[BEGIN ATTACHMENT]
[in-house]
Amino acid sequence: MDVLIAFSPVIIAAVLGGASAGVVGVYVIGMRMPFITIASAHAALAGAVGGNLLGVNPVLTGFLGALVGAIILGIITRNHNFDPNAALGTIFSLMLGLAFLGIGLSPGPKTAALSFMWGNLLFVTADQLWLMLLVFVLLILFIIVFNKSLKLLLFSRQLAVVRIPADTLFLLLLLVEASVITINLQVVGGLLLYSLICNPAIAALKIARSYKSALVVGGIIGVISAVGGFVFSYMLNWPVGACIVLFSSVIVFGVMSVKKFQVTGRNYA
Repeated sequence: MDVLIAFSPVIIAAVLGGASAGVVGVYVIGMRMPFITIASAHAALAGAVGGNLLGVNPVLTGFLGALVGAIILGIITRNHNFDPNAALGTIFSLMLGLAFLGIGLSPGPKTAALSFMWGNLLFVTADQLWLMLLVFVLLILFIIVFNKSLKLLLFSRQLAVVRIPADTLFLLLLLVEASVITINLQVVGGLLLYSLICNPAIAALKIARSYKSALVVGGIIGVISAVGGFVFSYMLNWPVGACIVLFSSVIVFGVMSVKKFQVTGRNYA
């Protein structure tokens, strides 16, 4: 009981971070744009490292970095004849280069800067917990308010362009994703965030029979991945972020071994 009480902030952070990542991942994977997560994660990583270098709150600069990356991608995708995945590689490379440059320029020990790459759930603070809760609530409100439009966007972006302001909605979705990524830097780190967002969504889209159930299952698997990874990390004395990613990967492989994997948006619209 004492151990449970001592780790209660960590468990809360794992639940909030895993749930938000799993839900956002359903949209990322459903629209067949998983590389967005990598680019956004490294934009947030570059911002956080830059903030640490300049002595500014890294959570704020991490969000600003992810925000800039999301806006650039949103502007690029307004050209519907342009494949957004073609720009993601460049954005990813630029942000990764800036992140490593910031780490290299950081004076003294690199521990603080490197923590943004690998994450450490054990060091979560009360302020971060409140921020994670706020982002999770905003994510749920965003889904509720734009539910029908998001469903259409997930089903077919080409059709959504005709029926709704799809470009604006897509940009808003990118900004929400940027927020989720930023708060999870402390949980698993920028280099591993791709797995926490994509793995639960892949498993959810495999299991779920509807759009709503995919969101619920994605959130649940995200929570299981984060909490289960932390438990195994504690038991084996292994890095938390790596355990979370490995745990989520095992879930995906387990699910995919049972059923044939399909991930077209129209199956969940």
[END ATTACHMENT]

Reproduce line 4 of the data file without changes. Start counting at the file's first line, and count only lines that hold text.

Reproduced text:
């Protein structure tokens, strides 16, 4: 009981971070744009490292970095004849280069800067917990308010362009994703965030029979991945972020071994 009480902030952070990542991942994977997560994660990583270098709150600069990356991608995708995945590689490379440059320029020990790459759930603070809760609530409100439009966007972006302001909605979705990524830097780190967002969504889209159930299952698997990874990390004395990613990967492989994997948006619209 004492151990449970001592780790209660960590468990809360794992639940909030895993749930938000799993839900956002359903949209990322459903629209067949998983590389967005990598680019956004490294934009947030570059911002956080830059903030640490300049002595500014890294959570704020991490969000600003992810925000800039999301806006650039949103502007690029307004050209519907342009494949957004073609720009993601460049954005990813630029942000990764800036992140490593910031780490290299950081004076003294690199521990603080490197923590943004690998994450450490054990060091979560009360302020971060409140921020994670706020982002999770905003994510749920965003889904509720734009539910029908998001469903259409997930089903077919080409059709959504005709029926709704799809470009604006897509940009808003990118900004929400940027927020989720930023708060999870402390949980698993920028280099591993791709797995926490994509793995639960892949498993959810495999299991779920509807759009709503995919969101619920994605959130649940995200929570299981984060909490289960932390438990195994504690038991084996292994890095938390790596355990979370490995745990989520095992879930995906387990699910995919049972059923044939399909991930077209129209199956969940």